• Kevin J. Brown (@ZebtheRed)

        If the Reds can get Cueto for that salary, they should thankfully sign on the dotted line. Outside of Votto and Bailey, they have no other long term contracts; Bruce’s expires in 2016 and BP’s in 2017. One of the best pitchers in baseball in his prime is worth $110 million over 5 years.

      • tct

        30-34 is not usually a pitchers prime unless they are on PED’s. This is not the steroid era anymore.

  12. Tom Reed

    The Reds have a win streak and they’re now in low gear in the race for a WC berth. Keep those wins coming against the Cubbies and the Pirates, and everybody else in the next five weeks.

    • ohiojimw

      If the Reds could win every remaining series, by my count that would get them to 84 wins. Now suppose they would manage to win every series and in the process sweep three. That would put them at 87 and I would suspect that would be right in the gray area of being enough for the second WC.

      The odds don’t favor them but if they suddenly rediscovered the form they displayed from mid June to the ASB, it isn’t out of the question.

      It is never easy to win say 25 of 31 but then again it happens; and why not at the end of the season versus the start or middle?

  13. JM

    LF, LH RP, Bench help and BP help are ALL NEEDED in 2015.

  14. sezwhom

    Logan Ondrusek should never enter a game unless it’s a blowout. Two pack Logan.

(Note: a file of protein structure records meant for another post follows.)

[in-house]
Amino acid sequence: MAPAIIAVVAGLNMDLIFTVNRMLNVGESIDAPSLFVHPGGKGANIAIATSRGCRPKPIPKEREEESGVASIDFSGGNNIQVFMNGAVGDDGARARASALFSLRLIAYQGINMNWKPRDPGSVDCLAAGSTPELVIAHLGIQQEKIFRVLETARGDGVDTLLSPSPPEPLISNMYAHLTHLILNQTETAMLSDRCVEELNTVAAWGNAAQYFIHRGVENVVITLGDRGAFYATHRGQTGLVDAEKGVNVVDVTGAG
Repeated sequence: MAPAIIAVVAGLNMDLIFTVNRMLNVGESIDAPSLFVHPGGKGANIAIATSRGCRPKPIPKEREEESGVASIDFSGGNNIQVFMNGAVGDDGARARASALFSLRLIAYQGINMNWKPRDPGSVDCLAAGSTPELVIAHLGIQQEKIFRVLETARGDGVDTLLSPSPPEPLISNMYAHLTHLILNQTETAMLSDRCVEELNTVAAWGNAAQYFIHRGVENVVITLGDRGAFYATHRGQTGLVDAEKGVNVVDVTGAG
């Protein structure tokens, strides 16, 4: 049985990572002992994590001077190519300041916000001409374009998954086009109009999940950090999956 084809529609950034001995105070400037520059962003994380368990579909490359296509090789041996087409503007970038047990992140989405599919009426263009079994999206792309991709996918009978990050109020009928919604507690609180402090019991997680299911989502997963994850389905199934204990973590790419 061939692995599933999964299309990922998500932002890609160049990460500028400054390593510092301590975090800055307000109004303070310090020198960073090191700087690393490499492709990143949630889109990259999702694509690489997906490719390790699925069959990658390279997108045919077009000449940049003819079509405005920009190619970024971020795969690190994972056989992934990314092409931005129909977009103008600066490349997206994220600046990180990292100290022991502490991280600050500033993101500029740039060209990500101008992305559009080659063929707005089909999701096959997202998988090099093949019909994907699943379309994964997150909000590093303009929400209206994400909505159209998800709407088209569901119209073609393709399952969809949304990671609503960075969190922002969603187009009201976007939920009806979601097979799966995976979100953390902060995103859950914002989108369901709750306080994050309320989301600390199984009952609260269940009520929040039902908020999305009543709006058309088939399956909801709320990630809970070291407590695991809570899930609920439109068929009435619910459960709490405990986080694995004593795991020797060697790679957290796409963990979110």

15. wvredlegs

    What should the Reds do about the following this winter:
    Jack Hannahan: 2015 Team option at $4M or $2M buyout.
    Ryan Ludwick: 2015 Mutual option at $9M or $4.5M buyout.
    Manny Parra: 2015 salary $3.5M.
    Sam LeCure: 2015 salary $1.8M.
    Jonathon Broxton: 2015 salary $9M and 2016 team option for $9M and $1M buyout. He’s owed a minimum of $10M.
    Skip Schumaker: 2015 salary $2.5M and 2016 Team option for $2.5M or $0.5M buyout. He’s owed a minimum of $3M.
    Ramon Santiago: 2015 unsigned. Made $1.1M in 2014.

    This is just the bench and bullpen guys. Too many $M going to waste. Who the hell signed these contracts for the Reds??

    • Drew

      why worry? There isn’t anything we can do about it. The money is flowing in so there is plenty to go around. Jack and Ryan and Shumaker will probably be bought out, the others will return.

    • Kevin J. Brown (@ZebtheRed)

      Outside of Hannahan and Parra’s contracts, the others seemed quite reasonable at the time they were made. Ludwick had a big 2012 and looked to be the RH power bat needed in LF; who could have predicted he would tear up his shoulder on the first day of 2013? LeCure’s salary given his effectiveness before this year looks OK. Broxton got closer money because it was expected that Chapman was going to be converted to a starter. Skip was a lifetime .285 hitter with postseason experience and the bench was extremely thin. Santiago’s a veteran and $1.1 million is chump change these days.

      I suspect Negron’s emergence makes Santiago expendable. Hannahan and Ludwick are expensive either to keep or buy out. Broxton could be a trade candidate though it’s somewhat scary to think what this bullpen would be without him. Skip even with a bad year could probably be dealt to a contender with money for that salary if that is considered desirable.

      • lwblogger2

        I don’t think I would have extended Ludwick and unfortunately, a $4.5-million buyout makes it likely they will keep him… Aside from that, I think I’m in agreement everywhere else. I may try to move Broxton or Chapman in the off-season if I were GM but with the bullpen rather thin, I’d have to get a good OF bat back. The plan is to contend in 2015. It isn’t a rebuilding year.